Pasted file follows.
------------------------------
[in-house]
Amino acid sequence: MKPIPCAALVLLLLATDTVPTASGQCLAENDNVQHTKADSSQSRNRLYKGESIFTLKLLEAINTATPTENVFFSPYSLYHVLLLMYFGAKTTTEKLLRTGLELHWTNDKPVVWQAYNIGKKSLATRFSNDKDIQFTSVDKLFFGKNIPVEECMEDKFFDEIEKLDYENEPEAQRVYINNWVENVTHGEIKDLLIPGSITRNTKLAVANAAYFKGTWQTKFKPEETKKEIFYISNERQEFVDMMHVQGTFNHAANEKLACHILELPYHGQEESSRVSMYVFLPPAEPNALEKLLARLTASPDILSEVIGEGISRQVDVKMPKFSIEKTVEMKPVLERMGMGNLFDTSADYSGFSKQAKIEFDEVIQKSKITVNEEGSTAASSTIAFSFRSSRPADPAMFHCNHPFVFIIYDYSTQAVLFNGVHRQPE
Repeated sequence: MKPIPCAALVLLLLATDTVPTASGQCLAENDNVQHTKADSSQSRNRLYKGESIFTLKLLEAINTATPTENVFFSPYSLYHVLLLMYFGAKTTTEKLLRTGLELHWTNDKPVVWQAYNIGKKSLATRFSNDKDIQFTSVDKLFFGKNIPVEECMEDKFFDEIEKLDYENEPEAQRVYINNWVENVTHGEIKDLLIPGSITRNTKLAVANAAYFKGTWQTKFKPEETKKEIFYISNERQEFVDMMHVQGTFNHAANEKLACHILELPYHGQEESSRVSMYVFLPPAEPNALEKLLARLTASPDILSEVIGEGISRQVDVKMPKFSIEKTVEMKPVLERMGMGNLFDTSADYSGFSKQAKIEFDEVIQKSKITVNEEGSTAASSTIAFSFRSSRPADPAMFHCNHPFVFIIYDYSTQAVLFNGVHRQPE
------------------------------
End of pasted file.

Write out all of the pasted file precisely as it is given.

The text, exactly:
[in-house]
Amino acid sequence: MKPIPCAALVLLLLATDTVPTASGQCLAENDNVQHTKADSSQSRNRLYKGESIFTLKLLEAINTATPTENVFFSPYSLYHVLLLMYFGAKTTTEKLLRTGLELHWTNDKPVVWQAYNIGKKSLATRFSNDKDIQFTSVDKLFFGKNIPVEECMEDKFFDEIEKLDYENEPEAQRVYINNWVENVTHGEIKDLLIPGSITRNTKLAVANAAYFKGTWQTKFKPEETKKEIFYISNERQEFVDMMHVQGTFNHAANEKLACHILELPYHGQEESSRVSMYVFLPPAEPNALEKLLARLTASPDILSEVIGEGISRQVDVKMPKFSIEKTVEMKPVLERMGMGNLFDTSADYSGFSKQAKIEFDEVIQKSKITVNEEGSTAASSTIAFSFRSSRPADPAMFHCNHPFVFIIYDYSTQAVLFNGVHRQPE
Repeated sequence: MKPIPCAALVLLLLATDTVPTASGQCLAENDNVQHTKADSSQSRNRLYKGESIFTLKLLEAINTATPTENVFFSPYSLYHVLLLMYFGAKTTTEKLLRTGLELHWTNDKPVVWQAYNIGKKSLATRFSNDKDIQFTSVDKLFFGKNIPVEECMEDKFFDEIEKLDYENEPEAQRVYINNWVENVTHGEIKDLLIPGSITRNTKLAVANAAYFKGTWQTKFKPEETKKEIFYISNERQEFVDMMHVQGTFNHAANEKLACHILELPYHGQEESSRVSMYVFLPPAEPNALEKLLARLTASPDILSEVIGEGISRQVDVKMPKFSIEKTVEMKPVLERMGMGNLFDTSADYSGFSKQAKIEFDEVIQKSKITVNEEGSTAASSTIAFSFRSSRPADPAMFHCNHPFVFIIYDYSTQAVLFNGVHRQPE